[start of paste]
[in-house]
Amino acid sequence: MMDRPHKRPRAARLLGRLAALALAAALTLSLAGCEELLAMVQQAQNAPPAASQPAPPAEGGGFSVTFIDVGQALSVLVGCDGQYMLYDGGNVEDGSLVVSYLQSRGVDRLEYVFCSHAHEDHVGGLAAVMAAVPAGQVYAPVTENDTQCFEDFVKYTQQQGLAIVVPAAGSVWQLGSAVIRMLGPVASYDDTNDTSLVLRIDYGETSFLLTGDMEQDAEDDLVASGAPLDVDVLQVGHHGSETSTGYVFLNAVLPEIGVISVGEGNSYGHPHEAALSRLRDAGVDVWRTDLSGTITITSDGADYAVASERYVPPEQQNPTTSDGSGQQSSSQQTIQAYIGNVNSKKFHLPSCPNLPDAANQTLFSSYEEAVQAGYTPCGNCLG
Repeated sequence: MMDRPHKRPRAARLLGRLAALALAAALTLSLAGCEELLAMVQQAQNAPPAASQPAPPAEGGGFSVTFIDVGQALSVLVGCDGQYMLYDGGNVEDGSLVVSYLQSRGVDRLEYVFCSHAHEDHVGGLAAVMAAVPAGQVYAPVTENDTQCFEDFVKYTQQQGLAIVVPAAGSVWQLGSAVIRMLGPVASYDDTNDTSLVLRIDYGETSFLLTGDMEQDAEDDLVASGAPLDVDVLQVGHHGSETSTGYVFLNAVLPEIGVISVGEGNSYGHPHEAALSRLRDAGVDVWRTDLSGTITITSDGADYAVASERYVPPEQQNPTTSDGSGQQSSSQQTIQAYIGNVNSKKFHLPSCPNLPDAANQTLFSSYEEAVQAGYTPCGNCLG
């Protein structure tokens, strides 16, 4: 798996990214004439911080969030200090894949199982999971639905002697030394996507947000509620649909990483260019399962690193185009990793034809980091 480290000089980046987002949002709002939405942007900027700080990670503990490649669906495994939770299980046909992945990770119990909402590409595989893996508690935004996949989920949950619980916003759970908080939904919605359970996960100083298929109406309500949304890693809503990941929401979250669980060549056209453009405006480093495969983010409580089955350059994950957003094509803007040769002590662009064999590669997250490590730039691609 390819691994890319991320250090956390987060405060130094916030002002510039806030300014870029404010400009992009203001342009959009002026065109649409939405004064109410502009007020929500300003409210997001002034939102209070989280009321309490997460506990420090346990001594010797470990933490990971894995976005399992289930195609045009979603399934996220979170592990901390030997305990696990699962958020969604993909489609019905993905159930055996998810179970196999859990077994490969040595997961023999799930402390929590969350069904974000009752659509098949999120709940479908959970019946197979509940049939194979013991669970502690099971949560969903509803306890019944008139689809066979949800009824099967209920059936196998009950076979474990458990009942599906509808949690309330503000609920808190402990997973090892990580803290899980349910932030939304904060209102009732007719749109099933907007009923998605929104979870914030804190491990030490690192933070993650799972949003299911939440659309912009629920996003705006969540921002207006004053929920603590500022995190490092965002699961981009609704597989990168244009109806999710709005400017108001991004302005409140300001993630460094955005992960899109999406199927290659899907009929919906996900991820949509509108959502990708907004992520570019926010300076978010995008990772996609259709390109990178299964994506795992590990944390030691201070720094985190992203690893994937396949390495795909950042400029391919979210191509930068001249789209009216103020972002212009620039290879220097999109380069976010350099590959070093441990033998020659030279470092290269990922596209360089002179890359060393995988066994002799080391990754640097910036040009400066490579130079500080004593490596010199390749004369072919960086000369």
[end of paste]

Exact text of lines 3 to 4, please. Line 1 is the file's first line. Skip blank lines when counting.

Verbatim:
Repeated sequence: MMDRPHKRPRAARLLGRLAALALAAALTLSLAGCEELLAMVQQAQNAPPAASQPAPPAEGGGFSVTFIDVGQALSVLVGCDGQYMLYDGGNVEDGSLVVSYLQSRGVDRLEYVFCSHAHEDHVGGLAAVMAAVPAGQVYAPVTENDTQCFEDFVKYTQQQGLAIVVPAAGSVWQLGSAVIRMLGPVASYDDTNDTSLVLRIDYGETSFLLTGDMEQDAEDDLVASGAPLDVDVLQVGHHGSETSTGYVFLNAVLPEIGVISVGEGNSYGHPHEAALSRLRDAGVDVWRTDLSGTITITSDGADYAVASERYVPPEQQNPTTSDGSGQQSSSQQTIQAYIGNVNSKKFHLPSCPNLPDAANQTLFSSYEEAVQAGYTPCGNCLG
């Protein structure tokens, strides 16, 4: 798996990214004439911080969030200090894949199982999971639905002697030394996507947000509620649909990483260019399962690193185009990793034809980091 480290000089980046987002949002709002939405942007900027700080990670503990490649669906495994939770299980046909992945990770119990909402590409595989893996508690935004996949989920949950619980916003759970908080939904919605359970996960100083298929109406309500949304890693809503990941929401979250669980060549056209453009405006480093495969983010409580089955350059994950957003094509803007040769002590662009064999590669997250490590730039691609 390819691994890319991320250090956390987060405060130094916030002002510039806030300014870029404010400009992009203001342009959009002026065109649409939405004064109410502009007020929500300003409210997001002034939102209070989280009321309490997460506990420090346990001594010797470990933490990971894995976005399992289930195609045009979603399934996220979170592990901390030997305990696990699962958020969604993909489609019905993905159930055996998810179970196999859990077994490969040595997961023999799930402390929590969350069904974000009752659509098949999120709940479908959970019946197979509940049939194979013991669970502690099971949560969903509803306890019944008139689809066979949800009824099967209920059936196998009950076979474990458990009942599906509808949690309330503000609920808190402990997973090892990580803290899980349910932030939304904060209102009732007719749109099933907007009923998605929104979870914030804190491990030490690192933070993650799972949003299911939440659309912009629920996003705006969540921002207006004053929920603590500022995190490092965002699961981009609704597989990168244009109806999710709005400017108001991004302005409140300001993630460094955005992960899109999406199927290659899907009929919906996900991820949509509108959502990708907004992520570019926010300076978010995008990772996609259709390109990178299964994506795992590990944390030691201070720094985190992203690893994937396949390495795909950042400029391919979210191509930068001249789209009216103020972002212009620039290879220097999109380069976010350099590959070093441990033998020659030279470092290269990922596209360089002179890359060393995988066994002799080391990754640097910036040009400066490579130079500080004593490596010199390749004369072919960086000369």